FARE - Food Allergy Research & Education Logo
FARE Blog June 17, 2021

Common Worries of Dads Who Have Children With Food Allergies

Dads of children with food allergy experience added concerns and stress, but there are helpful ways to cope.

Guest post by Paige Freeman, PhD

paige freeman

Paige L. Freeman, PhD, is a psychologist who has navigated her child's food allergy for the last 14 years. She provides telehealth services in 18 states to support others managing food allergies. To learn more, visit paigefreemanphd.com.

Happy Father’s Day to all of you awesome dads out there navigating food allergies with your kids! While all of your journeys are different, one thing is clear. Even though you may not show it outwardly, you will likely at some point experience a significant amount of stress and worry about your child’s food allergies.

Tamara Hubbard, a licensed clinical professional counselor, recently surveyed more than 90 food allergy dads to take a deep dive into what having a child with a food allergy is really like for fathers. The results suggest that, just like moms, dads worry about many aspects of their family’s food-allergy struggles, as well as the logistics of allergy management. Several participants said they had no idea how difficult it is to manage food allergies until their own child developed one.

What I see in my practice is consistent with the results of Hubbard’s findings. Dads in general tend to worry more than they let on. In practical terms, dads worry about their child having a reaction. They want to keep their child safe from food allergen(s) and worry about their ability to do so. More specifically, they worry about forgetting epinephrine as well as their competence to assess a reaction and take appropriate action.

Dads also express apprehensions about other people’s ability to handle a food allergy reaction when their child is under someone else’s care. This includes worrying about their child’s own ability to proactively manage food allergy and their child’s competency to effectively carry out an accidental exposure action plan.

Hubbard’s research indicates that dads also worry about the impact of food allergies on their children’s social lives and emotional well-being. Common concerns include their children being bullied because of food allergy, being left out or feeling left out, and feeling different from other kids. Dads don’t want their children’s activities to be limited by food allergy. Overall, they just want their children to live rich and full lives.

So, what can dads do to cope with the stress of parenting a child with food allergies? If you are struggling with excessive worry surrounding your child’s food allergy, the following suggestions may be helpful.

  • Educate yourself about food allergies. As the old saying goes, “Knowledge is power.” The more knowledge you can arm yourself with, regarding food allergies in general and your child’s allergens and allergy plan in particular, the more prepared you will feel to deal with what happens. Practice the action plan with your family and child and practice the administration of epinephrine using trainer devices.
  • Seek support from other food allergy dads. Having a child with a food allergy is almost universally stressful. It can be helpful to connect with other dads who are going through the same thing to discuss and learn from those who have been doing this for a while. Even if you don’t learn anything new, just knowing you are not alone can in and of itself reduce stress. Ask your allergy clinic or allergist if they know of any food allergy family gatherings or meet ups. You can also get involved in food allergy advocacy through FARE. To learn more, click here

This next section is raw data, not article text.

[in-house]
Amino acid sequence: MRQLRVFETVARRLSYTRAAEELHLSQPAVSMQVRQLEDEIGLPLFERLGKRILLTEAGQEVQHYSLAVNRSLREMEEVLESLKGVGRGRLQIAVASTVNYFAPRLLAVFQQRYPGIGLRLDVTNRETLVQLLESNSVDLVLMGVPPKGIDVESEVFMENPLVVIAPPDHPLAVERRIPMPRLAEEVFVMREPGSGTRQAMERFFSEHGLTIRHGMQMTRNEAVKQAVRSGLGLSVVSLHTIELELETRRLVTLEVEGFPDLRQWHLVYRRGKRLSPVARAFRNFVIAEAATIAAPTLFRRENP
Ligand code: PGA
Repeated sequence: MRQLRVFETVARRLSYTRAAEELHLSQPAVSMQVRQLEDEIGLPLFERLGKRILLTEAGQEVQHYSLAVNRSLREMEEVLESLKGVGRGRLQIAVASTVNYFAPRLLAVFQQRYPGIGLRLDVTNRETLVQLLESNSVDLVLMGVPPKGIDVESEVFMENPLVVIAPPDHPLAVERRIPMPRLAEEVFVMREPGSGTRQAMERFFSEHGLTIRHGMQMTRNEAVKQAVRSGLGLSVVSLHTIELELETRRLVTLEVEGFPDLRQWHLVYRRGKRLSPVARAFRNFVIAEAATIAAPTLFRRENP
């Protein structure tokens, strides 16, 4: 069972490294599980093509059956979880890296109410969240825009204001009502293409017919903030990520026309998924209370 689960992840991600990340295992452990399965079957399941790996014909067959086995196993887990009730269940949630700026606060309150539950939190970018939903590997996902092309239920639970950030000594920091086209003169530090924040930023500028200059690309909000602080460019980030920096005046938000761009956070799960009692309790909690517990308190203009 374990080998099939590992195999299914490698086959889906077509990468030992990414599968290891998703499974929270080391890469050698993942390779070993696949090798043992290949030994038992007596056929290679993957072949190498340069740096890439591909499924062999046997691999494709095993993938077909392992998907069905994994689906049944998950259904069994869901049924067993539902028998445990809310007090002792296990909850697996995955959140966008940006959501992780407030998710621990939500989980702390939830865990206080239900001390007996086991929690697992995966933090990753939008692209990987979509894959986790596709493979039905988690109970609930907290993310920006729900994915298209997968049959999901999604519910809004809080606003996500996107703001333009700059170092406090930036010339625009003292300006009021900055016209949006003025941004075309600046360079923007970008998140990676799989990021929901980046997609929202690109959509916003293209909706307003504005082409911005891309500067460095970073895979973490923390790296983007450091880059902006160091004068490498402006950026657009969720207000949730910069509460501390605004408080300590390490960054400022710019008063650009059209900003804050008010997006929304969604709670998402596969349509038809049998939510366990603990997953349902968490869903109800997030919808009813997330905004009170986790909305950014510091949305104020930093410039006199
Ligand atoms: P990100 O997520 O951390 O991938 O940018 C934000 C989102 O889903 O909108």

• Keep in mind that children are adaptable. Navigating a food allergy as a child can be hard, but it can also foster independence, resilience, assertiveness and confidence.
  • Finally, if you have a partner in your journey, work with each other. Many men express frustration that they are not taken seriously in the parental partnership regarding the management of food allergies. It is important to be on the same page as much as possible with your partner. Invite them to discuss the different roles you both fill in this food allergy journey and determine if the current roles are working for the family. It is important to verbalize and make your feelings explicitly known. Decide what each other’s strengths and weaknesses are and divide up tasks appropriately. 

 If your child’s food allergy is causing you anxiety that is interfering with everyday activities, or if food allergy anxiety is interfering with your enjoying life, it may be time to see a food allergy-informed therapist. (For other examples of when it may be time to see a therapist, click here.) These clinicians understand the seriousness of food allergies and the unique stressors associated with their management. They are well versed in effective strategies to help you manage your anxiety. If you're looking for an allergy-informed therapist in your area or state, visit the Food Allergy Counselor Directory, which has a growing list of therapists ready to help you.

While FARE does not endorse products, we support and appreciate enterprises and organizations that are committed to serving the food allergy community.

We use cookies to deliver the best possible experience on our website. To learn more, visit our Privacy Policy. By continuing to use this site, or closing this box, you consent to our use of cookies.